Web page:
By Juan Cole
Iraq’s former oil minister, Ibrahim Bahr al-Ulum, warned on Thursday that the so-called “Islamic State” terrorist organization could hit the Iraqi oil fields in the south around Basra.
Basra is deep in the Shiite south, so IS could not take the city of 2 million as it did largely Sunni Mosul. But Bahr al-Ulum is pointing out that Basra’s oil fields and refineries are vulnerable to terrorism operations, i.e. bombings.
Brent crude oil futures have fallen about $10 a barrel in the past month, in part on economic news that China’s manufacturing sector is slowing.
Iraq exported about 2.4 million barrels a day in July.
In the unlikely case that Iraq’s southern production were taken off line, that would put the price up to $150 or $200 a barrel (hence $5 a gallon or even twice that for gasoline). The world produces about 86 million barrels a day of liquid petroleum, not counting ethanol and biofuels. But prices are at about $102/ barrel for Brent crude only because of hydraulic fracturing in the US, which has brought over 2 million new barrels a day on line in the past 3 years. The loss of Iraq would wipe out that excess US production and send the price shooting up.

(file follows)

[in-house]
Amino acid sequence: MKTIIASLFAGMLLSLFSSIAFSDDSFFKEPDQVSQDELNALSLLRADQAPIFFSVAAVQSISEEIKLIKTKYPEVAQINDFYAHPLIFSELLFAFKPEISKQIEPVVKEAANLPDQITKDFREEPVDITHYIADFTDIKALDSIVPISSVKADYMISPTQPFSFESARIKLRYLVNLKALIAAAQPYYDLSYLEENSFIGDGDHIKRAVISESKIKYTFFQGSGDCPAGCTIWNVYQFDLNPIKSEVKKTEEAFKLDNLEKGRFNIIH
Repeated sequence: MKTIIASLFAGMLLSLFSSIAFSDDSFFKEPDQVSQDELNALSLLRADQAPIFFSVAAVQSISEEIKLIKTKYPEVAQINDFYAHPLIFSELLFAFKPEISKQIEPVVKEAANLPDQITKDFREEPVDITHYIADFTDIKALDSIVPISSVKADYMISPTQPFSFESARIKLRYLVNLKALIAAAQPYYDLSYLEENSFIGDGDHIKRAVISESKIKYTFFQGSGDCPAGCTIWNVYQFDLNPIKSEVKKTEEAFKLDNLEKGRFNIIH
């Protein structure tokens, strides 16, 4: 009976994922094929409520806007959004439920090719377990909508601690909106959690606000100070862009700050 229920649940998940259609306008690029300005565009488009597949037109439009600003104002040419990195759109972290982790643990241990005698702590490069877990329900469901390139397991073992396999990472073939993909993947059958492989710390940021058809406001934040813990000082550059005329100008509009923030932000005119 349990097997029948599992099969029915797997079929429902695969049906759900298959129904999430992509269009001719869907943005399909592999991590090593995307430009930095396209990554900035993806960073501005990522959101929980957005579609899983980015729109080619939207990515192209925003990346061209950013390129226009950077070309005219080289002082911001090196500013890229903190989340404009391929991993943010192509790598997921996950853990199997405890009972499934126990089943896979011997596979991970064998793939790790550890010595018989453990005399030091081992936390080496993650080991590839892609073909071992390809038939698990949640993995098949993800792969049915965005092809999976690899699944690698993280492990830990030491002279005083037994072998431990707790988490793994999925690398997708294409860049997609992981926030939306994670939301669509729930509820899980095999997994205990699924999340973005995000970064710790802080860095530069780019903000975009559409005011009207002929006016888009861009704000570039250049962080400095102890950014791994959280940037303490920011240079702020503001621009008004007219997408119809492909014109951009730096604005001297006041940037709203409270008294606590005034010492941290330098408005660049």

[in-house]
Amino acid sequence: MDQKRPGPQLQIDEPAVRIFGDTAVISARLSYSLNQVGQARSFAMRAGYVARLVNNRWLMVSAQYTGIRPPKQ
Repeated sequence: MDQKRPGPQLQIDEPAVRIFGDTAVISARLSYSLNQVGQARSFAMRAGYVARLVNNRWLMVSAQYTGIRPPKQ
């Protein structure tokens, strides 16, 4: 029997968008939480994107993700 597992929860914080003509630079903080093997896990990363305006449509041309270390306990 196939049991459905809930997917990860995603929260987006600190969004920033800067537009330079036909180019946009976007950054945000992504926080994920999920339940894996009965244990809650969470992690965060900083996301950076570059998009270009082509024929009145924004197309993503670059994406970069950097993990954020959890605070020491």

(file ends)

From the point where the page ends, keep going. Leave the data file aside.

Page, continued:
Although Libya has brought its production up this year (who knows how and for how long), and Saudi is doing 10 mn barrels a day, there are countries that aren’t doing so well. Iran’s world sales are way off because of sanctions. South Sudan and Syria production, as well as that of Kirkuk in northern Iraq, are way down. Nigeria is unstable.
There was an attack on a Basra oil field in 2004.
IS fighters have been known to pull off big bombings deep in hostile territory. Strategically, cutting off the Baghdad government from its main funding sort
Related video added by Juan Cole